How do you fix a broken relationship?
Relationships are hard work; it is important to consistently put in effort and nurture your relationship by communicating your needs, wants, and desires with your partner and listening to them when they do the same. When we stop maintaining them, relationships can feel ‘broken,’ but it does not mean you should end the relationship. If you are struggling with your relationship, couples therapy has been proven to be highly successful. Research published in the Journal of Family and Marital Therapy shows that 7 out of 10 couples have a positive experience in couples therapy. A relationship counselor can help you and your partner work through difficult issues in the relationship.
Couples counseling can strike fear into the hearts of many people. Couples might picture a therapist who judges them, allies with one partner over the other, gives couples unworkable or fluffy “solutions” to their problems or who means well but is a waste of time and money.
It’s unfortunate that so many couples feel this way. As a couples counselor, I have seen how couples can benefit greatly from counseling. Here is a rundown of some couples counseling fears and myths versus reality. It will help you decide whether or not to start counseling with your partner.
Fear #1: The Therapist Will Judge Us
The therapist has likely heard it all before. Most couples experience somewhat similar issues and fall into patterns that become recognizable to a skilled clinician. Every couple is unique, but your therapist is unlikely to be shocked by anything you share.
Therapists are generally understanding and nonjudgmental. They pride themselves on being open to understanding you without inflicting their views on you.
Fear #2: The Therapist Can’t Think of Any Solution We Haven’t Considered
Most of the time, finding a solution to a specific issue isn’t the main point of couples work. Your therapist can help you figure out new ways to communicate about issues so you don’t fall into toxic patterns of nagging, withdrawal, mocking and contempt, to name a few.
Fear #3: The Therapist Will Not Grasp the Severity of Our Problems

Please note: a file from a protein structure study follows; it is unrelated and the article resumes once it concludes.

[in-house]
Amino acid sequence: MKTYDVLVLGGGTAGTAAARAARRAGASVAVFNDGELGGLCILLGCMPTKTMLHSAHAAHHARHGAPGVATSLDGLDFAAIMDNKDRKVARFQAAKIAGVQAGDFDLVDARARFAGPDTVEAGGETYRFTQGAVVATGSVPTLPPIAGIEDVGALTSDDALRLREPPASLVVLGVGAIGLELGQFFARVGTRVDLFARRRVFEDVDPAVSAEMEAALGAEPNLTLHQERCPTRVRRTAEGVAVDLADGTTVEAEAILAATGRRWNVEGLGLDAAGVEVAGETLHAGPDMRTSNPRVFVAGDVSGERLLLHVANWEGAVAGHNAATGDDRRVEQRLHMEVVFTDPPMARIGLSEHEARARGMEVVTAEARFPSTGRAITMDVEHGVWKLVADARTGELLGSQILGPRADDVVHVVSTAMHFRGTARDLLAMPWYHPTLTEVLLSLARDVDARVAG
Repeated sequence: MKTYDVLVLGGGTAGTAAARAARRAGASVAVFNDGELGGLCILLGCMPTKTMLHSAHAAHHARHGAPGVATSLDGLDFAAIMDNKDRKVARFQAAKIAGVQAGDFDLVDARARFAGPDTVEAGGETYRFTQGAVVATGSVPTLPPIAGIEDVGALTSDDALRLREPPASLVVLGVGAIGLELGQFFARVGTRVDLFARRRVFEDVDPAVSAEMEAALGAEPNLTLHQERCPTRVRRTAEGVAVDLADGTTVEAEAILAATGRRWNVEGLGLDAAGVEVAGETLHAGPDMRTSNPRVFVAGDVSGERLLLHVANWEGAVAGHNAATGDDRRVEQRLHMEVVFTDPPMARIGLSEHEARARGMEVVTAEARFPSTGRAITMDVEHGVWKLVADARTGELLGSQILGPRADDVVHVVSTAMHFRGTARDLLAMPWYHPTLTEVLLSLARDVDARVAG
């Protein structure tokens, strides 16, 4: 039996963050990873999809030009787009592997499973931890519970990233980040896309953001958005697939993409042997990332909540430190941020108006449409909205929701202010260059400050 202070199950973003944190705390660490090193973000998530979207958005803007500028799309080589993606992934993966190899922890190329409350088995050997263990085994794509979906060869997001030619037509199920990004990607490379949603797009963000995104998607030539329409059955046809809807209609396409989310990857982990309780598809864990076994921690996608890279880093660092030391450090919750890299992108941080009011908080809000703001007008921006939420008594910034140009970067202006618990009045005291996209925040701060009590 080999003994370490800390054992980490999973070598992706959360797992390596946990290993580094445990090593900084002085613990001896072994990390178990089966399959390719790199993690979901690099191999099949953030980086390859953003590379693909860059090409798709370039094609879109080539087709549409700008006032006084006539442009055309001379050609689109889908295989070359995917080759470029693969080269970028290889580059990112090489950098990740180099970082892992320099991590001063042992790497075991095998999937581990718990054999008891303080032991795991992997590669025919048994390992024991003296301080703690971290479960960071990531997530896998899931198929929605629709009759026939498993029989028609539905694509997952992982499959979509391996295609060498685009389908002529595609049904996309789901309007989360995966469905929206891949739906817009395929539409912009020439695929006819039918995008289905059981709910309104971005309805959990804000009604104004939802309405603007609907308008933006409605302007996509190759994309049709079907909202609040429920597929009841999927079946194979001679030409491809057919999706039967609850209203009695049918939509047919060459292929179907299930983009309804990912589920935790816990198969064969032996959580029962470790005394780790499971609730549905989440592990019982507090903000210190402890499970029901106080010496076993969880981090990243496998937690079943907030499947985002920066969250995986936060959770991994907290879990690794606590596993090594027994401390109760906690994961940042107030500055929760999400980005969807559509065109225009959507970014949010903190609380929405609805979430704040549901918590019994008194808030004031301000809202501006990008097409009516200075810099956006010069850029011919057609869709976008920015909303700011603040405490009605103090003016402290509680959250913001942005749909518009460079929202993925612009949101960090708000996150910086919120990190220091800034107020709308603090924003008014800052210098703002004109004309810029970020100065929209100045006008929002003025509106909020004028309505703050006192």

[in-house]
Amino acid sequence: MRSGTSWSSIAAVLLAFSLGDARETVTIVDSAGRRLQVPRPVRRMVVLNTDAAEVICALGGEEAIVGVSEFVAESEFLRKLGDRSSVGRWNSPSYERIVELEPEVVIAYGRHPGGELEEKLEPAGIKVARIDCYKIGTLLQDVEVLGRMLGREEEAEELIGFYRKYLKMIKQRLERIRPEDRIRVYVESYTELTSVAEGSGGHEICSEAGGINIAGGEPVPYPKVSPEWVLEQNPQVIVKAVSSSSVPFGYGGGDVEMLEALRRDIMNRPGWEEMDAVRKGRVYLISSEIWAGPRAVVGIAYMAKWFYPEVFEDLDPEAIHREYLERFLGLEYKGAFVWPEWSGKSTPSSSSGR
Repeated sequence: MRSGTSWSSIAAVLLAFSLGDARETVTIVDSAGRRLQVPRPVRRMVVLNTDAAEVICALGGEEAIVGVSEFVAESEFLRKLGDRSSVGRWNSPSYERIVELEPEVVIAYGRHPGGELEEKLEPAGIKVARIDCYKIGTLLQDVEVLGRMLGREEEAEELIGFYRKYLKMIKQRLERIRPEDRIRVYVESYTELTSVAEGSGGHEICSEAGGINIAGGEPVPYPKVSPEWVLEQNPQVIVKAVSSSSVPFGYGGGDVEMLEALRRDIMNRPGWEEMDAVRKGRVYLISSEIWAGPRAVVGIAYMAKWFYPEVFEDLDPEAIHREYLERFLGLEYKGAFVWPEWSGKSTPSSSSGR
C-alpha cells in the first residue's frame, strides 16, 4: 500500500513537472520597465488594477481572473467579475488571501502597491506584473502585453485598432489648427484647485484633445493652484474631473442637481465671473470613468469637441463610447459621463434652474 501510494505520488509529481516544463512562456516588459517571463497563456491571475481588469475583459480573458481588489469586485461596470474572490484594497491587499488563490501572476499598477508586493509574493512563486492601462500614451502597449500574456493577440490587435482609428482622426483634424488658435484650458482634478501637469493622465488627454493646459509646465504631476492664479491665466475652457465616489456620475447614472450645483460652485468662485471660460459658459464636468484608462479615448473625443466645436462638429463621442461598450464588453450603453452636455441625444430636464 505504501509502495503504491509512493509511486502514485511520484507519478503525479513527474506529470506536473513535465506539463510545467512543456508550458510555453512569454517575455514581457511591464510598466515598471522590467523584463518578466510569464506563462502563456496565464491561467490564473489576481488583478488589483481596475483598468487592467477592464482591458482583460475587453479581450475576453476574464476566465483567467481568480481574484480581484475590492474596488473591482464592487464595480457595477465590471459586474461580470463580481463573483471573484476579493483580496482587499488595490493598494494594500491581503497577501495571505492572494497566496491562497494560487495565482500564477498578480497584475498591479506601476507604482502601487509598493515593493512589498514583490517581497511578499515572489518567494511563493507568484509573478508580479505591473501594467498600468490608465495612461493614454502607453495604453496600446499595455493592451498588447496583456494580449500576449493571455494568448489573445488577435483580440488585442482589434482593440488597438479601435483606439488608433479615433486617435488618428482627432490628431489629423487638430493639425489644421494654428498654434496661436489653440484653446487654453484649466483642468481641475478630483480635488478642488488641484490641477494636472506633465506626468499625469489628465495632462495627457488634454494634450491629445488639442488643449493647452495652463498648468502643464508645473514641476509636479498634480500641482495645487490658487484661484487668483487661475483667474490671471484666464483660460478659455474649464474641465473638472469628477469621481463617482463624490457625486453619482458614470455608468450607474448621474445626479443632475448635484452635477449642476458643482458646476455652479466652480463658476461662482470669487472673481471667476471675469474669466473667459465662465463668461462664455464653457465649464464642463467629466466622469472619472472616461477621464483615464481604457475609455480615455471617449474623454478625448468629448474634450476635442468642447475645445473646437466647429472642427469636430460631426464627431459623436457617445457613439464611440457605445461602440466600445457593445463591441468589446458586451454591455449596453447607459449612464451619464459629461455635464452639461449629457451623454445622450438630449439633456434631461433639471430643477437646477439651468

The therapist will likely be optimistic. That’s true.
But that doesn’t mean they don’t understand how deeply you are struggling in your relationship. Therapists have seen many relationships break up because of severe problems. Although they hope that yours will work out — if it can improve in a healthy way — they will always try to acknowledge the depth of your difficulty.
Fear #4: We’ll Be Forced to Do Corny Exercises and Awkward Assignments
It is productive for the therapist to push you out of your comfort zone. There are many styles and approaches.
If something doesn’t work for you, however, be sure to tell your therapist how you feel. The therapist is there to help you in the way you need and can accept help, not to pressure you into activities that feel alien to you.
Fear #5: The Therapist Will Choose Sides and Will Ally with My Partner
A skilled therapist will not pick one partner over the other, although there may be times when one partner is the focus of a session more than the other. In other sessions the focus will switch. No matter how much you may fear that one partner is “the only problem” — or maybe your partner says so — a therapist will not affirm this.
Fear #6: Therapy Will Be a Waste of Time and Money
The only way this is true is if one or both partners don’t commit to the process. If you commit to the process, you can accomplish a lot in a session every week, or even a session every other week.
Think of it this way: this is time that is wholly devoted to your relationship, and may be the only time you and your partner are able to sit down together and focus on one another. This in and of itself is extremely valuable. The addition of a trained professional who can guide you to communicate in new ways will only increase the value of this time spent together.
Fear #7: We’ll Only Fight the Whole Time
Some sessions can devolve into arguments, but your therapist has tools to deflect conflict and return focus to the deeper issues underlying your same old arguments. For couples who are particularly high conflict, working in modes such as Talkspace’s text-based counseling can be a good way to diffuse in-person conflict.
Don’t fear couples counseling. Whatever your situation may be, talking to an experienced and skilled provider could be the most valuable, transformative gift you can give to yourself and your partner.
Can couples therapy make things worse?
In most cases, the relationship improves as a result of couples therapy. Couples therapy has roughly a 75% success rate. If you are in a physically or emotionally abusive relationship, however, couples therapy can sometimes aggravate the situation. The abuse has to stop before therapy can be effective. Overall, the biggest challenge for most couples will be ensuring that both parties remain actively engaged in therapy and don’t lose sight of the original goal to better the relationship. Don’t be afraid to start couples therapy, a majority of relationships benefit greatly from it.
Dr. Samantha Rodman is the founder of DrPsychMom.com and a frequent contributor to The Huffington Post, The Washington Post, Babble and PsychCentral. You can follow her on Facebook and Twitter @DrPsychMom or order her upcoming book, “52 Emails To Transform Your Marriage.”